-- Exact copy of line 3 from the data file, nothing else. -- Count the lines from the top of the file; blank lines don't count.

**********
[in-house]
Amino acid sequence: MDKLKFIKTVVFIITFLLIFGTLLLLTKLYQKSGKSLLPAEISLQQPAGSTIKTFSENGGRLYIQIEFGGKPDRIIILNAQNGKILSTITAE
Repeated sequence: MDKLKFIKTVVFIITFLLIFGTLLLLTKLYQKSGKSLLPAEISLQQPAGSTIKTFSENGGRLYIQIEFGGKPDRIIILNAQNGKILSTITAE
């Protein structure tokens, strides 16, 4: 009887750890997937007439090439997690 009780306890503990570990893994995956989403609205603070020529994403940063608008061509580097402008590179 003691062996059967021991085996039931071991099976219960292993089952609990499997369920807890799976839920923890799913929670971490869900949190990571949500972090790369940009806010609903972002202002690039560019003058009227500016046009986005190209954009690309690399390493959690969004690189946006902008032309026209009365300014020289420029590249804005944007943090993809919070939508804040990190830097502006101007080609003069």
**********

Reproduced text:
Repeated sequence: MDKLKFIKTVVFIITFLLIFGTLLLLTKLYQKSGKSLLPAEISLQQPAGSTIKTFSENGGRLYIQIEFGGKPDRIIILNAQNGKILSTITAE